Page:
Apple figured out how to play to the consumers. They make products that people want, that have great features, are fast, powerful, long lasting (both in terms of battery life, market life, and usability – I mean, they STILL sell the iPhone 3GS, and original iPods are still kickin’ it out there in the real world). They realized that customer service is one of the most important things in the business so they have dedicated personnel at every one of their incredibly packed and constantly busy stores that are there to help you in any way you can come up with in using your Apple products, and they do this all with out selling you a product that you need a user manual for.

    Seriously, open up the average consumer product and tell me it doesn’t have a user manual. The iPhone? nope. iPad? Ha.

    I just bought a Sony Google TV Blu-Ray player today and it has a novel of documentation in the box. I got a 3DS gaming system for each of my kids for christmas and they came with instruction manuals that weighed more than the 3DS unit itself. And yet, apple sells these incredibly powerful, robust, and admittedly expensive devices and they don’t toss a novel at you so you can figure out how to turn it on (it’s the power button on top btw).

    All of this makes Apple’s approach to (insert industry here) a step above their competition’s attempts, and they’re just getting started in the mobile market place. Apple has been around since the 80s doing computers – and yes, they’ve had some colossal failures (LISA?!) but they’re nipping on the heels of HP in terms of market share in computers. They’re #1 or #2 in smartphone manufacturing (depending on which quarterly report and news site you’re reading), and no one comes close in terms of music and apps sales (mobile and computer).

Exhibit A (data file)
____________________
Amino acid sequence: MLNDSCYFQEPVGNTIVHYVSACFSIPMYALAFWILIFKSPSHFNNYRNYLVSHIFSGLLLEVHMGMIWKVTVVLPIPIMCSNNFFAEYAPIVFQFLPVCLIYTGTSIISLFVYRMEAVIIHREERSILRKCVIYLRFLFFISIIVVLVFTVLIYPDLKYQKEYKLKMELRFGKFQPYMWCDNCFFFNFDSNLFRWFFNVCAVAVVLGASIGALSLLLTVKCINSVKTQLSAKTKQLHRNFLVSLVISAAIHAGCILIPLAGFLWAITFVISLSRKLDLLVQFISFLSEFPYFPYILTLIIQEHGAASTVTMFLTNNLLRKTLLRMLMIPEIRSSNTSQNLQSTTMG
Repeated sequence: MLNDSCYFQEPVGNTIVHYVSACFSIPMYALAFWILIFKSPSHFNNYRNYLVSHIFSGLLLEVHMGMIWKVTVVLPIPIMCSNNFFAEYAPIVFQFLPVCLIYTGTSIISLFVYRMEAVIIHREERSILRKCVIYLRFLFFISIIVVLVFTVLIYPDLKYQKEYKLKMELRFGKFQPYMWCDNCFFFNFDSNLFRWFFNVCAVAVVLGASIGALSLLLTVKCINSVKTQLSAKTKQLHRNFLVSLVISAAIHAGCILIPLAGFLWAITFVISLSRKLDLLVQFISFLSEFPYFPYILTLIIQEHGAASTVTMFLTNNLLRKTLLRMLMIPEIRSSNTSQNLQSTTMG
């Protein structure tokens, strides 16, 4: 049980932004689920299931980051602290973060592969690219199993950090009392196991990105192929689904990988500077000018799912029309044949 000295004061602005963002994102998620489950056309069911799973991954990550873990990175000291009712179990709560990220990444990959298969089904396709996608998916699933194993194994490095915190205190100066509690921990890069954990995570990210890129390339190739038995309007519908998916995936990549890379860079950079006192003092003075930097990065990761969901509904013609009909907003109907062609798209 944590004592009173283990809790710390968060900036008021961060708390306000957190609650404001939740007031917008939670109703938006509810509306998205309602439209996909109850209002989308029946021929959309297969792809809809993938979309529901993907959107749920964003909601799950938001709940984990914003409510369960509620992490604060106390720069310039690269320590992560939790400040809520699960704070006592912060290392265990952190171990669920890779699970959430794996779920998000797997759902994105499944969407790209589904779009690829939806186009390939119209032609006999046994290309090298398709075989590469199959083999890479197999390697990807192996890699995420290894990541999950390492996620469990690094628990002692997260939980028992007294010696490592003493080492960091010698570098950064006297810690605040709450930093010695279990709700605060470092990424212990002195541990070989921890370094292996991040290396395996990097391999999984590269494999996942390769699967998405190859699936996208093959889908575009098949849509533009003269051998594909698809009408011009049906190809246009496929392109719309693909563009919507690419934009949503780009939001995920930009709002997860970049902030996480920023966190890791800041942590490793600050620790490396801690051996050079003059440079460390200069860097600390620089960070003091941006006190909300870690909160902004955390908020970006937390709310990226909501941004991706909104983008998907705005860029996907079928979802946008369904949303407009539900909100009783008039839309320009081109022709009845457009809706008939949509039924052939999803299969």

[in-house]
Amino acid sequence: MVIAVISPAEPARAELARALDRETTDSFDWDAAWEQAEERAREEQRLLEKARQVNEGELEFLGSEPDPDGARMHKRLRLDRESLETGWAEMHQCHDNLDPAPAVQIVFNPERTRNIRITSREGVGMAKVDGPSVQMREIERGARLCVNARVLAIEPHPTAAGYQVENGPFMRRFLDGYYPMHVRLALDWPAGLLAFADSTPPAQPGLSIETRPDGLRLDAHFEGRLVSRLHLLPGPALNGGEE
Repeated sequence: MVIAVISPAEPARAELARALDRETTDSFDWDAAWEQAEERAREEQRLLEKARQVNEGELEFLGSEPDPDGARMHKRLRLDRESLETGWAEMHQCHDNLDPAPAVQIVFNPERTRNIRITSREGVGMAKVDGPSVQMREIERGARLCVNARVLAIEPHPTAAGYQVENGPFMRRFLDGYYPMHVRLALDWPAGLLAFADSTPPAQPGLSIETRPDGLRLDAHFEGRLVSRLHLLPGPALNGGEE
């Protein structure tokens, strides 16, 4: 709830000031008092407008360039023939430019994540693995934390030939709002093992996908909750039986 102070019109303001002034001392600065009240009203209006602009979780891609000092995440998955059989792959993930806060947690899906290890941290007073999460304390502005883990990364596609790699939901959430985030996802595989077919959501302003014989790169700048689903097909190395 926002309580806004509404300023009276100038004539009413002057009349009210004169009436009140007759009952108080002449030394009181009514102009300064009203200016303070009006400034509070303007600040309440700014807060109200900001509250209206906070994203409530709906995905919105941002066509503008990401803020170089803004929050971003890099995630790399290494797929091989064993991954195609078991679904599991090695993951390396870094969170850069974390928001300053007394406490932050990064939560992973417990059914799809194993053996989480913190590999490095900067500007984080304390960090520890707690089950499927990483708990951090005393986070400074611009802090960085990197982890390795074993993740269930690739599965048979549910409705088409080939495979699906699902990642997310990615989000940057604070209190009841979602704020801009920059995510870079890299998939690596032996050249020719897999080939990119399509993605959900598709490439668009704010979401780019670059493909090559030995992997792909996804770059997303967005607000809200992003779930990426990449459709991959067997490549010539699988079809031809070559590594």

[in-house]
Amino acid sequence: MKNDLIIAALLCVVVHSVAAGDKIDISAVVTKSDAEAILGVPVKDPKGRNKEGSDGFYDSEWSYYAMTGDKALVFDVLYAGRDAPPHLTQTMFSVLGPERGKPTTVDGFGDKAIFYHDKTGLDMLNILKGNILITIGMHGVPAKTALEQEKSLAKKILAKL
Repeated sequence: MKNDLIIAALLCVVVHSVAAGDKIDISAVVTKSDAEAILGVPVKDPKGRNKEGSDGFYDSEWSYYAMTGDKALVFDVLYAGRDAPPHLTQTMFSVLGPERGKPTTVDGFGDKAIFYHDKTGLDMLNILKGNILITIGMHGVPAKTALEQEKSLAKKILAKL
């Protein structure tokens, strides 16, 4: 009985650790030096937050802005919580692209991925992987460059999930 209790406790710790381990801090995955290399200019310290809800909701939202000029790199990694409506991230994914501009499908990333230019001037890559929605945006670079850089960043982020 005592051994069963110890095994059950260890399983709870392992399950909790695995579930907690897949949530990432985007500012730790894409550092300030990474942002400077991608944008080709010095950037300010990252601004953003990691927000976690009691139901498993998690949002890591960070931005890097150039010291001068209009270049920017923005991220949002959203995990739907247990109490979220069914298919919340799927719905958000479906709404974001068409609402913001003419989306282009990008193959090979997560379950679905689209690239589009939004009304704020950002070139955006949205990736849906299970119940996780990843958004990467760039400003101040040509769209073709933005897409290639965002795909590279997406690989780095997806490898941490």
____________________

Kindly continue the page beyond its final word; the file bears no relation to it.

Ranting on about this is silly, but the differences in Apple vs. Google are so apparent that I can’t believe that some people don’t see them until it’s too late. I’ve had no less than a dozen conversations lately with people that have an Android ‘super phone’ from a year or less ago that have been either asking questions about the iPhone, or have simply made the jump. Their main reason? Simplicity.

    Consumers want it easy. I’m assuming that’s why people who have latched onto WP7 have stuck with it – compared to Android, BB or WinMo, it’s dead simple. And it’s an alternative to iOS (albeit an ugly one ;) haha )

    Anyway..

    I’m done with this rant.. I type too much about apple sometimes and I start to feel like my point will be lost on a fan base that is hailing to a company a bit further north for no other reason than some ‘live’ icons – errrrr…. tiles.

  2. Chris Android is available on all the pay-as-you-go carriers. Boost Mobile, Virgin, MetroPCS and the like. So there is no competition (BB isn’t competition) and so Google gets to spout off like they are crushing the iPhone head up when they are not. I’d say a good 25% of Android devices activated are glorified feature phones.

  3. For Android its the other way round (especially on ICS) – on tablets I find it mediocre but love it on phones. Have yet to see a flagship ICS tablet when my opinion might change.
    . Claw Digital Review

  4. Murani, excellent point.

    Claw, android tablets are incredibly frustrating to use. Especially when the ipad is so incredibly easy to use. ICS adds a certain degree of ease of use to it, but is still far too complicated in my opinion.